The Benet peoples have had a long-standing dispute with the authorities over their ancestral lands, which was declared a protected area in 1926 without their consent or compensation. In 2005, the Supreme Court ordered the government to return the protected lands to the community of Benet. However, the failure has not yet been implemented.
Positive trends for the Ik, Benet, Basongora and Batwa peoples
The Ik have been largely excluded from the decision-making processes at both the local and central levels, but in 2015, the government created the Ik constituency and, in February 2016, Hillary Lokwang was elected as the first member of Parliament Ik.
For once, the Ik can hear their voices directly and not through their Dodoth neighbours. In fact, his current member of parliament is his first and only surviving university graduate, since the other died. Hope is placed in the new and young member of Parliament in terms of lobbying for the development of Ik people.
The United Organization for Batwa Development in Uganda (UOBDU) has been implementing the project entitled "Giving Hope to Batwa Women and Girls" where two Batwa representatives of 43 Batwa groups or communities were selected and trained as Women Defenders of Rights.
By Shua Wilmot
The Benet people in Uganda continue to suffer from gross human rights violations at the hands of the Uganda Wildlife Authority. IWGIA is deeply concerned about the situation, and has continued to monitor it. These on-going violations are also documented in IWGIA’s yearbook “The Indigenous World 2021” – read more:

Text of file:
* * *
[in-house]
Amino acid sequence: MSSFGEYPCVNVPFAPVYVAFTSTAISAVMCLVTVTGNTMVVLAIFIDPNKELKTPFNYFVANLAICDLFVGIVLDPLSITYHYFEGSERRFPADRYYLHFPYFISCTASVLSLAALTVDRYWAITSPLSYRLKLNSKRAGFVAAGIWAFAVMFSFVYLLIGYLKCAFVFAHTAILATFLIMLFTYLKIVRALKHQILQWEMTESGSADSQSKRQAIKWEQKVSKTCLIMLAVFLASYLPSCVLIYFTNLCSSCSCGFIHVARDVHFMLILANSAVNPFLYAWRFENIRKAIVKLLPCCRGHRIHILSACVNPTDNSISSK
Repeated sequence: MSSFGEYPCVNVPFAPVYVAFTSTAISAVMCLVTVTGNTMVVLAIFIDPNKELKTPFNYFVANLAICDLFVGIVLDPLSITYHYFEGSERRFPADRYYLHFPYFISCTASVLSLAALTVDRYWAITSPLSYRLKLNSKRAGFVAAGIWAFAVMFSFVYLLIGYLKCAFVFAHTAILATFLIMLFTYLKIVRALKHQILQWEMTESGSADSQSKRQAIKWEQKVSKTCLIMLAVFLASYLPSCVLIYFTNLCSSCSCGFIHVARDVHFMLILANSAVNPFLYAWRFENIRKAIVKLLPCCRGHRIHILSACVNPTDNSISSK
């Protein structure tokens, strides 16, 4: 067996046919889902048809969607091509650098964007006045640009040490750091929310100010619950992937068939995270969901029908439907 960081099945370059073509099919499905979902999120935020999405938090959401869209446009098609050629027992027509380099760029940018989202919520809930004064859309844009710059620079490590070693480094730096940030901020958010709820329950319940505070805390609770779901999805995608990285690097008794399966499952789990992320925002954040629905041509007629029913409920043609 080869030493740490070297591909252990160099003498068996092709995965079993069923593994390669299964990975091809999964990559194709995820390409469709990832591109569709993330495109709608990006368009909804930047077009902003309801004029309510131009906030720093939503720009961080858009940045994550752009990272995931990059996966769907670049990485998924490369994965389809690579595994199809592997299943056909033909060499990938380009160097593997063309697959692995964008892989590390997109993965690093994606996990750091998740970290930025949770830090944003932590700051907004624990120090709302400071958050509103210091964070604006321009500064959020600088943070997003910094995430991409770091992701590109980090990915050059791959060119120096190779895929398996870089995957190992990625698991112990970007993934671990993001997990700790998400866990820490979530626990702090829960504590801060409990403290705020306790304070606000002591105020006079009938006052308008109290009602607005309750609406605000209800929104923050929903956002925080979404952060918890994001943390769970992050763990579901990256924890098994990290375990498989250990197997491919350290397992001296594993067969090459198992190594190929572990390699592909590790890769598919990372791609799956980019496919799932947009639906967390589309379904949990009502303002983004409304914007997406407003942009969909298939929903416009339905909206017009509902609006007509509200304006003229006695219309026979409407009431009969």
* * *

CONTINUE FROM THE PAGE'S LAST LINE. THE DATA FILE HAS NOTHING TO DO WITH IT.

Indigenous Peoples in Uganda include former hunter-gatherer communities, such as the Benet and the Batwa. They also include minority groups such as the Ik and the Karamojong and Basongora pastoralists who are not recognised specifically as Indigenous Peoples by the government.
Indigenous Peoples in Uganda include former hunter-gatherer communities such as the Benet and the Batwa. They also include minority groups such as the Ik and the Karamojong and Basongora pastoralists, who are not recognized specifically as Indigenous Peoples by the government.
Indigenous Peoples in Uganda include former hunter-gatherer communities, such as the Benet and the Batwa. They also include minority groups such as the Ik and the Karamojong and Basongora pastoralists who are not recognized specifically as Indigenous Peoples by the government.
The Benet, who number slightly over 8,500, live in the north-eastern part of Uganda. The 6,700 or so Batwa live primarily in the south-western region and were dispossessed of their ancestral land when Bwindi and Mgahinga forests were gazetted as national parks in 1991. The Ik number some 13,939 and live on the edge of the Karamoja/Turkana region along the Uganda/Kenya border. The Karamojong people – whose economy is traditionally based on livestock - live in the north-east of the country (mainly drylands) and had an estimated population of 1,094,100 according to a mid-2018 estimate by the Uganda Bureau of Statistics. The Basongora number 15,897 and are a cattle-herding community living in the lowlands adjacent to Mt. Rwenzori in Western Uganda.
IWGIA supports this statement made by pastoralist communities in Uganda against the government's plan to 'abolish nomadic pastoralism and embrace agriculture and paddocks'